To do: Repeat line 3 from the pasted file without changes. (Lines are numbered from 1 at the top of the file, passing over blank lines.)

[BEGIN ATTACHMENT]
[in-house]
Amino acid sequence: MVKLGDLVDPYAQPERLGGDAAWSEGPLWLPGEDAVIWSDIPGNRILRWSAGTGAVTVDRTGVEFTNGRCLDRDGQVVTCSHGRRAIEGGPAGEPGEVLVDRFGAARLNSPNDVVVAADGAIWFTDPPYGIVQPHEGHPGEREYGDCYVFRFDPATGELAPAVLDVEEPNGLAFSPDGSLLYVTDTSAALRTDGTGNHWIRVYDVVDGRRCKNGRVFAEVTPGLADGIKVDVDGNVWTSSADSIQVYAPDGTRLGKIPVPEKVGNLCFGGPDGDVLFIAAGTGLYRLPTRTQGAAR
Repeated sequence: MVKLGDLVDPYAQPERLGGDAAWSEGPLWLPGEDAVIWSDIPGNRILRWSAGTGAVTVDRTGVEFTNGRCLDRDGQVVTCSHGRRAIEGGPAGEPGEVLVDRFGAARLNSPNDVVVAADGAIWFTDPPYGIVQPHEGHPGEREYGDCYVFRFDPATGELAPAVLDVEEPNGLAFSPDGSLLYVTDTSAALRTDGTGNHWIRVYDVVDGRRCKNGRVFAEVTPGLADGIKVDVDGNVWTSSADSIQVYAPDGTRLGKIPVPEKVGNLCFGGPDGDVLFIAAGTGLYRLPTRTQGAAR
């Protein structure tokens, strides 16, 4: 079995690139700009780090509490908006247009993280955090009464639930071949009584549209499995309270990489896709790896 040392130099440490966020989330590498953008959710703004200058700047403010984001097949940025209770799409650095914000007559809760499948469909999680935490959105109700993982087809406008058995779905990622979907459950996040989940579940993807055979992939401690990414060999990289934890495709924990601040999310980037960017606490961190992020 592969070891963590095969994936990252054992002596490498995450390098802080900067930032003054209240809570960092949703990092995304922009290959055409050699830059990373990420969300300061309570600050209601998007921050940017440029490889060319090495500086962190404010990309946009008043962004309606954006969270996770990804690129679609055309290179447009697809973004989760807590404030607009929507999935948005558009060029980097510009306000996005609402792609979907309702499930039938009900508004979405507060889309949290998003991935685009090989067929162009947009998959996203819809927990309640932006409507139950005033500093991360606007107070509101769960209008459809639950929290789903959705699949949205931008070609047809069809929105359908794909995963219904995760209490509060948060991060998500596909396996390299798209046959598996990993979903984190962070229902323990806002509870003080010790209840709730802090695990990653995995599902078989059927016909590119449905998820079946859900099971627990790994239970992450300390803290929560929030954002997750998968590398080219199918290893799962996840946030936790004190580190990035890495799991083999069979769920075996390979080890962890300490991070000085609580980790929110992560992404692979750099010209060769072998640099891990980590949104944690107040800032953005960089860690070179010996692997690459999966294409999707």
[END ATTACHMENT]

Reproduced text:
Repeated sequence: MVKLGDLVDPYAQPERLGGDAAWSEGPLWLPGEDAVIWSDIPGNRILRWSAGTGAVTVDRTGVEFTNGRCLDRDGQVVTCSHGRRAIEGGPAGEPGEVLVDRFGAARLNSPNDVVVAADGAIWFTDPPYGIVQPHEGHPGEREYGDCYVFRFDPATGELAPAVLDVEEPNGLAFSPDGSLLYVTDTSAALRTDGTGNHWIRVYDVVDGRRCKNGRVFAEVTPGLADGIKVDVDGNVWTSSADSIQVYAPDGTRLGKIPVPEKVGNLCFGGPDGDVLFIAAGTGLYRLPTRTQGAAR